Biofuel production – local development or social breakdown?

August 24, 2011

Mario Osava – IPS News, 08/18/2011

Scale model of a small-scale Tecbio biodiesel plant. Credit: Mario Osava/IPS

Biofuels are an alternative energy source that can drive local development by generating jobs, know-how and technology. But they can also cause social damage, as locals fear in the case of industrial-scale exploitation of babassu palm trees, which grow abundantly in the wild in central and northern Brazil.

Some 400,000 women and their families living on the eastern edge of the Amazon jungle depend on the babassu palm (Orbignya phalerata) for a livelihood. The women are known as “quebradeiras” (breakers) because they collect and break the coconuts.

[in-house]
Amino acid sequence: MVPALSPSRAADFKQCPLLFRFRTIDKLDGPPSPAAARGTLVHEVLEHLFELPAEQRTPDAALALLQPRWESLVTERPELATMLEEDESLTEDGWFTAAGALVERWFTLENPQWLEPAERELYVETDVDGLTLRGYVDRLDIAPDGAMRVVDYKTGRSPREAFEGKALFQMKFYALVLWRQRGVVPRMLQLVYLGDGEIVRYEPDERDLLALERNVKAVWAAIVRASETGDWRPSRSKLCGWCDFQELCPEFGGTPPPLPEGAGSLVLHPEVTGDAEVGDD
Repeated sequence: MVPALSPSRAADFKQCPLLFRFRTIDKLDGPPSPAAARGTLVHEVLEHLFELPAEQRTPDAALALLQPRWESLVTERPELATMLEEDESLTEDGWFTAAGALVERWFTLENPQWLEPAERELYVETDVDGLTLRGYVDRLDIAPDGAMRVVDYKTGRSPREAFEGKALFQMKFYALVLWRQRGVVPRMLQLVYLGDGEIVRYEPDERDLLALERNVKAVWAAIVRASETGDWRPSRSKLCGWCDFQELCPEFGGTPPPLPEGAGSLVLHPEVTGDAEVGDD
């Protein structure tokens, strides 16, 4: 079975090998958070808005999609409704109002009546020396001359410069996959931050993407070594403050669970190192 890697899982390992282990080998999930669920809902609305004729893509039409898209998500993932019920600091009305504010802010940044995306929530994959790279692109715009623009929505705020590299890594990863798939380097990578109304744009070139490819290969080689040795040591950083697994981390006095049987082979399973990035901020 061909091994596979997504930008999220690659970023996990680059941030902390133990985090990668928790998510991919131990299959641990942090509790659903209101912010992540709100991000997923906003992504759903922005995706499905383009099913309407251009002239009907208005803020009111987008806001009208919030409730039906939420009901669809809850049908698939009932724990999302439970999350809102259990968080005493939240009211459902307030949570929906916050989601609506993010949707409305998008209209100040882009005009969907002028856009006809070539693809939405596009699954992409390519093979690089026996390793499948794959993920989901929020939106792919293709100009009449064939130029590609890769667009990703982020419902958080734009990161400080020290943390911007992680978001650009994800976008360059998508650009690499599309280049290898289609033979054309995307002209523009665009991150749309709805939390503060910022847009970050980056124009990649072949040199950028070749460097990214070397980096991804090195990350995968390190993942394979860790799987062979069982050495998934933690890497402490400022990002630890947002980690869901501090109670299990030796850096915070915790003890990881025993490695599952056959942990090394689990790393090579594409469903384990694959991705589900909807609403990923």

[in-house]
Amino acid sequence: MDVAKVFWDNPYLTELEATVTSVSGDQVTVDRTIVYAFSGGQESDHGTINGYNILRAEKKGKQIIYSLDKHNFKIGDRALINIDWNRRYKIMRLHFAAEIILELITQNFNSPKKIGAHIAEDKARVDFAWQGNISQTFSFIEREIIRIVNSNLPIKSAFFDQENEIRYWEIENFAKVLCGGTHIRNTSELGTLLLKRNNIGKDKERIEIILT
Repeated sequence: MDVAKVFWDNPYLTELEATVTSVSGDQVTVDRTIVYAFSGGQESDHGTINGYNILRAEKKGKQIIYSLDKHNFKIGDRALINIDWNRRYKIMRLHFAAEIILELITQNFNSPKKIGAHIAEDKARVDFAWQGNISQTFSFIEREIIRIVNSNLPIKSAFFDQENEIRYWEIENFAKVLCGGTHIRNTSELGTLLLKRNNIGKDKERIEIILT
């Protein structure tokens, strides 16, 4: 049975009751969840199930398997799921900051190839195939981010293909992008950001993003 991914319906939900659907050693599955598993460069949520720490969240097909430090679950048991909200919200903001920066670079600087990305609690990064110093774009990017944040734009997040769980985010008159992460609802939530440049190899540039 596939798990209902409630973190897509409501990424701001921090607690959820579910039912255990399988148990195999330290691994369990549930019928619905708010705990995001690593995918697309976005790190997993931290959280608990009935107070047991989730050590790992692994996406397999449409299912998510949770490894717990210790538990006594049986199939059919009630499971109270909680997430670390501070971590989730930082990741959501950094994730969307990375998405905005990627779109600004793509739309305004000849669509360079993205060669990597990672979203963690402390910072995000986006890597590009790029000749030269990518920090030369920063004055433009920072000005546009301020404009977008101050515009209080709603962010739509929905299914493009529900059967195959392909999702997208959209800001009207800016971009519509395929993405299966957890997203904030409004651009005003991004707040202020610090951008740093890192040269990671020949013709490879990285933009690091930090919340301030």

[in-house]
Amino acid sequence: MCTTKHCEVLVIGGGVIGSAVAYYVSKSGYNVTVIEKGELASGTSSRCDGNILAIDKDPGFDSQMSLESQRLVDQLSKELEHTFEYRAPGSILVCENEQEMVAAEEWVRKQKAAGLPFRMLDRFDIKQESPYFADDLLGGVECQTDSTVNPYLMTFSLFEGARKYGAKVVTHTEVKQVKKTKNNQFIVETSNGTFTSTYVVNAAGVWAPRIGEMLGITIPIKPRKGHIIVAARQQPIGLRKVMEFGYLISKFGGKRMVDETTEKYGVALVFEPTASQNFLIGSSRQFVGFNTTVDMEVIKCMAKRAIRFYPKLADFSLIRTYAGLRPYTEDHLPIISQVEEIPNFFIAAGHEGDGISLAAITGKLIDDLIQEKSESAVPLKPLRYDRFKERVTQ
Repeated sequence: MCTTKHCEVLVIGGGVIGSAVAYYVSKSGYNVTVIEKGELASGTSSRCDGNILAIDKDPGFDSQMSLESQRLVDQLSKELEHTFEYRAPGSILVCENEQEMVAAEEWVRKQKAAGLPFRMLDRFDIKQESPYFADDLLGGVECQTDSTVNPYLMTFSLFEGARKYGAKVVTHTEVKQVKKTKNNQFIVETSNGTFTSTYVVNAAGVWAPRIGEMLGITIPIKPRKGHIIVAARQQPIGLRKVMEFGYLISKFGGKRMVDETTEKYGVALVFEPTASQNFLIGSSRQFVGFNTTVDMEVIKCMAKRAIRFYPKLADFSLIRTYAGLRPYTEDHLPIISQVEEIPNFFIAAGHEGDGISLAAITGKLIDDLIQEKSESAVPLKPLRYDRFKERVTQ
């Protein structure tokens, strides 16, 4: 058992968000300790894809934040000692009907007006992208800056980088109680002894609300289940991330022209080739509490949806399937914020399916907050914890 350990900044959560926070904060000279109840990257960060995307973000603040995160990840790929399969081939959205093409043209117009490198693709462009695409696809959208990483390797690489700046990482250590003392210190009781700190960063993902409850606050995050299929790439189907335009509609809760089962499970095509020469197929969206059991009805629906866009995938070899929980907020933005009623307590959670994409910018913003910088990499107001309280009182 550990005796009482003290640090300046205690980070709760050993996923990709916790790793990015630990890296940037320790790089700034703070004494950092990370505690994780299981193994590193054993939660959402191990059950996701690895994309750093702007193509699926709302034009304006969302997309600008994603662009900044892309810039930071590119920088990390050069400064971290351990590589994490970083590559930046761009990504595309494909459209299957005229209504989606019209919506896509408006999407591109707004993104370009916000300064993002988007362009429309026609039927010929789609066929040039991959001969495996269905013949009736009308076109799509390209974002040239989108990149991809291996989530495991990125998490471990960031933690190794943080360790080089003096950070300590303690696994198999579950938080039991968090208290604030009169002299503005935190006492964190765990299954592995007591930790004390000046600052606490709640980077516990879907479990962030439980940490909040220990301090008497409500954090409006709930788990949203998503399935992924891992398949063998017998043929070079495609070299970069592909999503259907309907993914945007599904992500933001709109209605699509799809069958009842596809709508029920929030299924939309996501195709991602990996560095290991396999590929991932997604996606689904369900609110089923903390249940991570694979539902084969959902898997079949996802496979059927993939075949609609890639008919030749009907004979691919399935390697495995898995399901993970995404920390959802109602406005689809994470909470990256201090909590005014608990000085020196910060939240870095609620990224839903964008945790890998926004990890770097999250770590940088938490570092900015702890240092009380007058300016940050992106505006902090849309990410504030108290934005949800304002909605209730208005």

These subsistence-level households sell the coconut kernels, from which the oil is extracted and used as vegetable oil and in the soap and cosmetic industries, for cash. They also use the starch-rich fruit to produce a kind of flour, and the rest of the coconut is used for animal feed and charcoal.

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